SIR – Contrary to an otherwise well-written article, Andrew Tettenborn (Feature, June 1) suggests that the concept of reasonable adjustments was proposed by John Duddington in 2015. In fact, this legal concept originates in Canadian legal jurisprudence going back nearly 40 years and is presently used in the UK in disability discrimination under the Equality Act.
This framework could help in the Northern Irish Ashers Baking v Lee case, by finding practicable solutions to contested human rights: that no one should ever be forced to use their artistic skill for an act that causes moral guilt and discomfort, within limits, but especially when it is based on a fundamental religious worldview (falling under the right to freedom of conscience and religion), and when the only practicable harm caused was the hindrance of calling and/or visiting another bakery (not discrimination based on sexual orientation, since Ashers was willing to provide any cake for Mr Lee, just not one with the message “Support Gay Marriage”).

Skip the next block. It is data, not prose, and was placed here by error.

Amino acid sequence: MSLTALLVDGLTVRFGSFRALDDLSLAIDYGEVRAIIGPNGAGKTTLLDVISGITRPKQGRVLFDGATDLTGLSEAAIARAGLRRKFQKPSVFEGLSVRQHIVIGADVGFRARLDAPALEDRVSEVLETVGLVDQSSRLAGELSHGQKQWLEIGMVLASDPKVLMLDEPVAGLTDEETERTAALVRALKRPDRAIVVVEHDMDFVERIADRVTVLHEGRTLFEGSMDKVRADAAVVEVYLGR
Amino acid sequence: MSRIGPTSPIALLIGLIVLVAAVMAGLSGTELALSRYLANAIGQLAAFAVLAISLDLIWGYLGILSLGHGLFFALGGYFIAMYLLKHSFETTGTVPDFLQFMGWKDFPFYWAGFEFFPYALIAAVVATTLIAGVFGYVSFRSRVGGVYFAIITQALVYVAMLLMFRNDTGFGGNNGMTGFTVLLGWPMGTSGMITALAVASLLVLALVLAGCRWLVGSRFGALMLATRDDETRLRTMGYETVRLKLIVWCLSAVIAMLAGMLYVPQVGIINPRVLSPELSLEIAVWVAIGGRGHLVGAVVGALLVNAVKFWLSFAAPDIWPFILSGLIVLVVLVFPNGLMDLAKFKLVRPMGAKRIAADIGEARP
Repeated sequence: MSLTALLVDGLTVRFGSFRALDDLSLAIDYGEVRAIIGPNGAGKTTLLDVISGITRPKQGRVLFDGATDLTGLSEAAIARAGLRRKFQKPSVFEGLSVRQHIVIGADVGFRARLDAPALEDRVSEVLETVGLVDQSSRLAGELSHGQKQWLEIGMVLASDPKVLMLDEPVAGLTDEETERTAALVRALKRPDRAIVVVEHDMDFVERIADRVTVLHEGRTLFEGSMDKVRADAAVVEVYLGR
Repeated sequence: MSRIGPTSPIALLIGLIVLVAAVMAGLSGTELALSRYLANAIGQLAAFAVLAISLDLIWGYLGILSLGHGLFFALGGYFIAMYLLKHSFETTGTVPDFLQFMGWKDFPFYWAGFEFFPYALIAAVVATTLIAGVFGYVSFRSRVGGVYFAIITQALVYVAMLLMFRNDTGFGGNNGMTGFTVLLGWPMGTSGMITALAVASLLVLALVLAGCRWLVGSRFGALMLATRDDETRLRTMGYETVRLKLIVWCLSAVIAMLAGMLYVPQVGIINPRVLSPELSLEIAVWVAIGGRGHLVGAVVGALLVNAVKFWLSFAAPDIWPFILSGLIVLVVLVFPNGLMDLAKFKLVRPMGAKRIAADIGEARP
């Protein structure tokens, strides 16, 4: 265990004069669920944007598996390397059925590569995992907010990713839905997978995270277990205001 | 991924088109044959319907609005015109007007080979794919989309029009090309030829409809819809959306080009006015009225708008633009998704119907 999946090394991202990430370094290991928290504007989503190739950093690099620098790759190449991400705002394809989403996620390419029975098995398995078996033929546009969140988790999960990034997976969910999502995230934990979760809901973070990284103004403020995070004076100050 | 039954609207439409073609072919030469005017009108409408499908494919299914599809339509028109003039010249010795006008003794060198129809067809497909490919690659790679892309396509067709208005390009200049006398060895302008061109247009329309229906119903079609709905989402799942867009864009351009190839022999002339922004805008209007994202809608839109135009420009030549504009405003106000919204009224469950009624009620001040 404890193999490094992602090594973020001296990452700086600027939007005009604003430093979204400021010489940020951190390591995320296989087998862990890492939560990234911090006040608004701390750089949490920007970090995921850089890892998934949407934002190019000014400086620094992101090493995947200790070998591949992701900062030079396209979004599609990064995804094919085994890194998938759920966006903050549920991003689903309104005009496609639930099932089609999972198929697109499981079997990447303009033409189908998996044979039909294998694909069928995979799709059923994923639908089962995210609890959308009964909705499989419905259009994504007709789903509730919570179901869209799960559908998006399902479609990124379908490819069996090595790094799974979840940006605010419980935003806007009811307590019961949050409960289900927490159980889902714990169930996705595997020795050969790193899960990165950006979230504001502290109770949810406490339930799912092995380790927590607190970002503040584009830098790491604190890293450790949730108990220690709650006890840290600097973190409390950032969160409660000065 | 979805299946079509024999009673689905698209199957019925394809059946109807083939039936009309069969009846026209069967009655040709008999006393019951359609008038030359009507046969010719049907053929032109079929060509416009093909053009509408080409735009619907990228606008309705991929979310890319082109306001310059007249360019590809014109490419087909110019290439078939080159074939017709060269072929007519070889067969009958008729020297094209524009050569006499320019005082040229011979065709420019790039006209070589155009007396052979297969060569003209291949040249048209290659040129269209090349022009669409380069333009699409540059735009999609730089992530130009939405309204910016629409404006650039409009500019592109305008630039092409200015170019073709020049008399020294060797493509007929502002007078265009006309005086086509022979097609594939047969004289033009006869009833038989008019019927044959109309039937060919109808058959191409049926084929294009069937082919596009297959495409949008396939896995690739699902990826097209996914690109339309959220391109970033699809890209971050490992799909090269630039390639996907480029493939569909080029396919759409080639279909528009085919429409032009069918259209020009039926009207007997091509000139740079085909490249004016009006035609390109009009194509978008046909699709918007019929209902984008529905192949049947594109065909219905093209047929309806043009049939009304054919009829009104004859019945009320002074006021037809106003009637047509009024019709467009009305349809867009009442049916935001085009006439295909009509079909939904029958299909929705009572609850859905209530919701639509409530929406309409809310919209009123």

Forcing citizens to perform an act which their conscience finds morally repugnant runs against the grain of liberal democracy, and slides into the policies of totalitarian regimes. The House of Lords’ Clearing the Ground inquiry into whether Christians are being discriminated found that there is a failure to achieve sufficient accommodation for religious belief.
As a plural society, it is time that equality law ceases to be applied so bluntly as to repress religious belief below all other rights; reasonable accommodation may just be the answer.
Spoilt in Preston
SIR – We sympathise with Chris Evans (Letter, June 1), who finds the timing of Masses is not convenient for people in full-time employment. He evidently doesn’t live in the vicinity of a Jesuit parish. At St Wilfrid’s in Preston town centre there are daily Masses at 8.30 am, 12.15 pm and 5.35 pm – all preceded by the opportunity for Confession.
Catholics in Preston have enjoyed this service from the Society of Jesus for as long as we can remember. We are indeed very fortunate.
Michael and Mary Donlan